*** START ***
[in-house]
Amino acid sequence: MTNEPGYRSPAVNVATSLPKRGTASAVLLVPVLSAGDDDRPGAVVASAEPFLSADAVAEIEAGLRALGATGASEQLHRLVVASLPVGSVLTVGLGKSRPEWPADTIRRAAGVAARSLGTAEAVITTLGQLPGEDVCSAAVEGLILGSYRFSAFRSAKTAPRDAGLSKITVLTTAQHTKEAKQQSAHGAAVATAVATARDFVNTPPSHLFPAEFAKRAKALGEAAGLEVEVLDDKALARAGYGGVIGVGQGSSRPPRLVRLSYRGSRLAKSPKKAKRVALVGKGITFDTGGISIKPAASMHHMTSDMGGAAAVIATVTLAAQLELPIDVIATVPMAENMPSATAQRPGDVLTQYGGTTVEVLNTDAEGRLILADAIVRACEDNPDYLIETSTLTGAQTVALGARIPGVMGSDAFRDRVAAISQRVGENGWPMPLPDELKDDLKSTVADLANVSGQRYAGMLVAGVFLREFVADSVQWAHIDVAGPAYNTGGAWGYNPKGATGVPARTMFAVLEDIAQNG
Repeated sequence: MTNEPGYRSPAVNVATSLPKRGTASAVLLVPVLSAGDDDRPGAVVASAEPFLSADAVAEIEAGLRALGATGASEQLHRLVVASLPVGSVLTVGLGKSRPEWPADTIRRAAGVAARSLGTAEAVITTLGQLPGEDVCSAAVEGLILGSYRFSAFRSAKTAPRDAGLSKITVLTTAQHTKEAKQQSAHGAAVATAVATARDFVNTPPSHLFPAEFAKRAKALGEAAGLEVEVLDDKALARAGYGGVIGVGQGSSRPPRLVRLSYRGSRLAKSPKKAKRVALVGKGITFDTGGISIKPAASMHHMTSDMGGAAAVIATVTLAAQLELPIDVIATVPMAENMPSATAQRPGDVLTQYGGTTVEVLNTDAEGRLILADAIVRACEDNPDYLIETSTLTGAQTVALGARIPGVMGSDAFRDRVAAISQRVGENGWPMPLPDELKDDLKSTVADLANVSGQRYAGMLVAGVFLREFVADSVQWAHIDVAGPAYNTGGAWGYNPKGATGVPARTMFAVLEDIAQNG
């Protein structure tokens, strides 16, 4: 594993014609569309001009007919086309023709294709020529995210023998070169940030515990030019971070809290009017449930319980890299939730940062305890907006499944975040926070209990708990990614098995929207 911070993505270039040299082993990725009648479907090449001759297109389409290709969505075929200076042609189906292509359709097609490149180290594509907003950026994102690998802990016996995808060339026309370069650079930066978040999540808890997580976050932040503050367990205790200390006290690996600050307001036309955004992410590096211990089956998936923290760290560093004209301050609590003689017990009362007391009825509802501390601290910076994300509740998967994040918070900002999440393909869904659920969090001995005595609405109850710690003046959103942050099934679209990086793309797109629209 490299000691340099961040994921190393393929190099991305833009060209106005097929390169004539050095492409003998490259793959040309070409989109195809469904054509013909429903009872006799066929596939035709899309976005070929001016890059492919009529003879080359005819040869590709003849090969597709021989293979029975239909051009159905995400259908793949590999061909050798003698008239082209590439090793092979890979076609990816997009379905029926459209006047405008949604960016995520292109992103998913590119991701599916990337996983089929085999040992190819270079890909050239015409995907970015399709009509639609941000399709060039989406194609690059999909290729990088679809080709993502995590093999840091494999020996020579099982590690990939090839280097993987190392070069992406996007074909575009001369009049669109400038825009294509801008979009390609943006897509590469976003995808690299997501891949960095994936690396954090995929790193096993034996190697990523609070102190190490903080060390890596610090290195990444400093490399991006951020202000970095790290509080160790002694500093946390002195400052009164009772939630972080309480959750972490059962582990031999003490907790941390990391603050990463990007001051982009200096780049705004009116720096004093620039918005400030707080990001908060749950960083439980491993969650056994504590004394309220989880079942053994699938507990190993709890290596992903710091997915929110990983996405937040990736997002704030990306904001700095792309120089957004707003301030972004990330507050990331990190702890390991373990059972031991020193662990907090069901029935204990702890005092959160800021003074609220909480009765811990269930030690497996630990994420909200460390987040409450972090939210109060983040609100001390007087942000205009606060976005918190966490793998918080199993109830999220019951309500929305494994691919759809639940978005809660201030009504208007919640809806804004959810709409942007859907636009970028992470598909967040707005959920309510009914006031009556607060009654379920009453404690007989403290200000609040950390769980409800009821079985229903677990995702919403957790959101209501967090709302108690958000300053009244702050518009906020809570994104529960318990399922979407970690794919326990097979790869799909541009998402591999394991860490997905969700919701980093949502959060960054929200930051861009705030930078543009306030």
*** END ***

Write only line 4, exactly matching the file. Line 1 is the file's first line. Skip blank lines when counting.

């Protein structure tokens, strides 16, 4: 594993014609569309001009007919086309023709294709020529995210023998070169940030515990030019971070809290009017449930319980890299939730940062305890907006499944975040926070209990708990990614098995929207 911070993505270039040299082993990725009648479907090449001759297109389409290709969505075929200076042609189906292509359709097609490149180290594509907003950026994102690998802990016996995808060339026309370069650079930066978040999540808890997580976050932040503050367990205790200390006290690996600050307001036309955004992410590096211990089956998936923290760290560093004209301050609590003689017990009362007391009825509802501390601290910076994300509740998967994040918070900002999440393909869904659920969090001995005595609405109850710690003046959103942050099934679209990086793309797109629209 490299000691340099961040994921190393393929190099991305833009060209106005097929390169004539050095492409003998490259793959040309070409989109195809469904054509013909429903009872006799066929596939035709899309976005070929001016890059492919009529003879080359005819040869590709003849090969597709021989293979029975239909051009159905995400259908793949590999061909050798003698008239082209590439090793092979890979076609990816997009379905029926459209006047405008949604960016995520292109992103998913590119991701599916990337996983089929085999040992190819270079890909050239015409995907970015399709009509639609941000399709060039989406194609690059999909290729990088679809080709993502995590093999840091494999020996020579099982590690990939090839280097993987190392070069992406996007074909575009001369009049669109400038825009294509801008979009390609943006897509590469976003995808690299997501891949960095994936690396954090995929790193096993034996190697990523609070102190190490903080060390890596610090290195990444400093490399991006951020202000970095790290509080160790002694500093946390002195400052009164009772939630972080309480959750972490059962582990031999003490907790941390990391603050990463990007001051982009200096780049705004009116720096004093620039918005400030707080990001908060749950960083439980491993969650056994504590004394309220989880079942053994699938507990190993709890290596992903710091997915929110990983996405937040990736997002704030990306904001700095792309120089957004707003301030972004990330507050990331990190702890390991373990059972031991020193662990907090069901029935204990702890005092959160800021003074609220909480009765811990269930030690497996630990994420909200460390987040409450972090939210109060983040609100001390007087942000205009606060976005918190966490793998918080199993109830999220019951309500929305494994691919759809639940978005809660201030009504208007919640809806804004959810709409942007859907636009970028992470598909967040707005959920309510009914006031009556607060009654379920009453404690007989403290200000609040950390769980409800009821079985229903677990995702919403957790959101209501967090709302108690958000300053009244702050518009906020809570994104529960318990399922979407970690794919326990097979790869799909541009998402591999394991860490997905969700919701980093949502959060960054929200930051861009705030930078543009306030």